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Report: Laws holding back juveniles with criminal records

High costs and broad sharing of juvenile records are hurting chances of young people who committed minor offenses from taking those incidents off their record.

The Illinois Juvenile Justice Commission, which was formed by legislation approved by lawmakers to create the commission and reports to the governor and lawmakers on juvenile justice matters, released a study Thursday citing costly record elimination fees that run as high as $320 per arrest. The commission named strict eligibility rules among the roadblocks for youth seeking to remove their records, which can prevent them from getting employment, education and housing.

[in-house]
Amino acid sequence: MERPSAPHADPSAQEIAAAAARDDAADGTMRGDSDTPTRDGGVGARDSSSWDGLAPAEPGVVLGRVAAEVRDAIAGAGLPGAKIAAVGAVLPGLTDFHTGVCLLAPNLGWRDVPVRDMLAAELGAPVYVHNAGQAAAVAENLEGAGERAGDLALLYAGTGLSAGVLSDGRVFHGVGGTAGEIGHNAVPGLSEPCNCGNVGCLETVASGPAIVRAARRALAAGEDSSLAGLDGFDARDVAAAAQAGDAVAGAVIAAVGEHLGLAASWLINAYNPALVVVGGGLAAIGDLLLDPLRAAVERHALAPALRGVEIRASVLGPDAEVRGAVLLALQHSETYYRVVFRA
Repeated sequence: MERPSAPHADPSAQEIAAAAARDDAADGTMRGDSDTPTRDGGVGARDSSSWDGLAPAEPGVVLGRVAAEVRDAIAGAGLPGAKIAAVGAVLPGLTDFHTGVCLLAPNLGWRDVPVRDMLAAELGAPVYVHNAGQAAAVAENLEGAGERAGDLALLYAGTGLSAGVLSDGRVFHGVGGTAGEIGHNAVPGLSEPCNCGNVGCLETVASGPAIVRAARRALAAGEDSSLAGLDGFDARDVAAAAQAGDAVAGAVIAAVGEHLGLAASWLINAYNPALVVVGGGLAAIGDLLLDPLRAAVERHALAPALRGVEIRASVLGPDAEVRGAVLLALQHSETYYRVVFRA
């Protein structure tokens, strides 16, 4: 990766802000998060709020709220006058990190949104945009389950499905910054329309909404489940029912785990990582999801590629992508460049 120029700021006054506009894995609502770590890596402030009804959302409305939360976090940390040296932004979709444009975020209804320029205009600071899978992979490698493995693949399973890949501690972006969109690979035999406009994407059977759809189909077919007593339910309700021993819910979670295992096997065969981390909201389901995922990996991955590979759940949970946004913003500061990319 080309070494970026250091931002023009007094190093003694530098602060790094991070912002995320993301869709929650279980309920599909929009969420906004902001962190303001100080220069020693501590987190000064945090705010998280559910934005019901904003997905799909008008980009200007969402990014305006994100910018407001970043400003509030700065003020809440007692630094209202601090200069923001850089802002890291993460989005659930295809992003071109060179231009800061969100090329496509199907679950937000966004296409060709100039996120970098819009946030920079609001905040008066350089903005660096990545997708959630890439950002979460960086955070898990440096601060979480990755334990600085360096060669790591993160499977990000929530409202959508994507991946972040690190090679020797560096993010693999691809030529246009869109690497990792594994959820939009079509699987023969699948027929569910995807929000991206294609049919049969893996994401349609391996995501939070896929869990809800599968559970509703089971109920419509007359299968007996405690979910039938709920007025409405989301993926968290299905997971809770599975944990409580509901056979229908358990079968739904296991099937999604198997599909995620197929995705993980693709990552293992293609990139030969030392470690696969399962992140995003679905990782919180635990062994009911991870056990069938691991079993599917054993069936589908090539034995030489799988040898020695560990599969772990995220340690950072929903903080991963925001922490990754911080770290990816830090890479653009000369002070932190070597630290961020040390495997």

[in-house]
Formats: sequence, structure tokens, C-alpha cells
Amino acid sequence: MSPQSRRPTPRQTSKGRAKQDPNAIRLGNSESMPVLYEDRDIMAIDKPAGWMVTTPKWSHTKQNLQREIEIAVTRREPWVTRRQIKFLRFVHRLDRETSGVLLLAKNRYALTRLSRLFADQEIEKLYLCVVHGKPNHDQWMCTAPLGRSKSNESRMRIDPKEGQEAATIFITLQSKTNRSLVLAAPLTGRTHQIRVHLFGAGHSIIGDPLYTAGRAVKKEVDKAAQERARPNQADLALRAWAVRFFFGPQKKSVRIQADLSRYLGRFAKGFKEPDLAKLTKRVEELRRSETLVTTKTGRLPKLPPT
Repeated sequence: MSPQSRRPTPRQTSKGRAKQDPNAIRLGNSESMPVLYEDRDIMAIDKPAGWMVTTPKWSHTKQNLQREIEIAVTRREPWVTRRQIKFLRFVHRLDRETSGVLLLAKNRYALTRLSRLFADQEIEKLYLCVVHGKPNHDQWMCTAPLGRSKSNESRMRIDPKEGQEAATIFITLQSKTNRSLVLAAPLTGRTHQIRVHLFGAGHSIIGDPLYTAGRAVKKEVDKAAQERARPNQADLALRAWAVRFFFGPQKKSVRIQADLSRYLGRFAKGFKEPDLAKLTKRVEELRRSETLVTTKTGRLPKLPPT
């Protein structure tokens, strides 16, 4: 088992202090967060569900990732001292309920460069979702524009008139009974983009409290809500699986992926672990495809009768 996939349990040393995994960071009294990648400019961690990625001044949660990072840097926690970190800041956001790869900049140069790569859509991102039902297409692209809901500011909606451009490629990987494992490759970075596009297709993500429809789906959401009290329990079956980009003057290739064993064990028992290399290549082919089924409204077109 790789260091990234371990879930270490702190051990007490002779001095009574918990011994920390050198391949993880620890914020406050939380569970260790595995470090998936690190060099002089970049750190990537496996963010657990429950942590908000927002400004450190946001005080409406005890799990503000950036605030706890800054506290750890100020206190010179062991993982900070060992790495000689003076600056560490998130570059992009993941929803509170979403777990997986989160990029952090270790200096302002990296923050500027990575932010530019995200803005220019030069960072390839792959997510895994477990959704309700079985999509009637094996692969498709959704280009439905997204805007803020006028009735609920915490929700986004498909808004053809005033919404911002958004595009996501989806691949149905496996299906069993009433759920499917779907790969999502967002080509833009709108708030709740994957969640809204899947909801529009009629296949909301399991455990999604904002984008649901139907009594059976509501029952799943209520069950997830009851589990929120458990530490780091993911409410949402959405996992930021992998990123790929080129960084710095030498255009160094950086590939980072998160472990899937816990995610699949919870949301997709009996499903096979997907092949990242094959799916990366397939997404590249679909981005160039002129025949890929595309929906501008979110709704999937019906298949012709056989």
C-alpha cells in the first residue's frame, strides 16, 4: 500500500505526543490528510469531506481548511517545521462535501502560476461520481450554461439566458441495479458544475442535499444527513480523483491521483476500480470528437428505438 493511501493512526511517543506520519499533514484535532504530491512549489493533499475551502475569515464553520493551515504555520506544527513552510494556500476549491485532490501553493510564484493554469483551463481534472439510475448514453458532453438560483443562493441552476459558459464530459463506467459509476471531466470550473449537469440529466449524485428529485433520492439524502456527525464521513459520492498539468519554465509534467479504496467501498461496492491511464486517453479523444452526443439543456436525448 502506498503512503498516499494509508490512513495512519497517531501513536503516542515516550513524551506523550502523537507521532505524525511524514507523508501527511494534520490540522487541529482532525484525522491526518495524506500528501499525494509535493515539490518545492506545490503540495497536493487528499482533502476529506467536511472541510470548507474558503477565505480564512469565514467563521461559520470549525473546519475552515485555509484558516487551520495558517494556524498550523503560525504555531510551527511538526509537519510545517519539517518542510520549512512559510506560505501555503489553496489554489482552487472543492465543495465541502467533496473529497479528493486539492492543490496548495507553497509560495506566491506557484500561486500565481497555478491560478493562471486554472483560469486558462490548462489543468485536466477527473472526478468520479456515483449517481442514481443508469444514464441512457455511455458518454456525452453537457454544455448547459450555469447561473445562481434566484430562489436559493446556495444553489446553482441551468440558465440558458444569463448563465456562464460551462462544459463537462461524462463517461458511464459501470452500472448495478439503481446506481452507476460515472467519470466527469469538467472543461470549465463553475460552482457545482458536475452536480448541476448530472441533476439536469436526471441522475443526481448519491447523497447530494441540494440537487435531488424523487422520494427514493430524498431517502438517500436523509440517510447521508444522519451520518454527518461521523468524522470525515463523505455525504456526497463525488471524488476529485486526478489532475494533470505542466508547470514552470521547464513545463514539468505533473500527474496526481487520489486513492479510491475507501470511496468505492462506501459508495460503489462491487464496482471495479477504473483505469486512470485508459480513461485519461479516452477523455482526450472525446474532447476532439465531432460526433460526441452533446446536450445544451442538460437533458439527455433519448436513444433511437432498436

No Illinois agency has a comprehensive log of...

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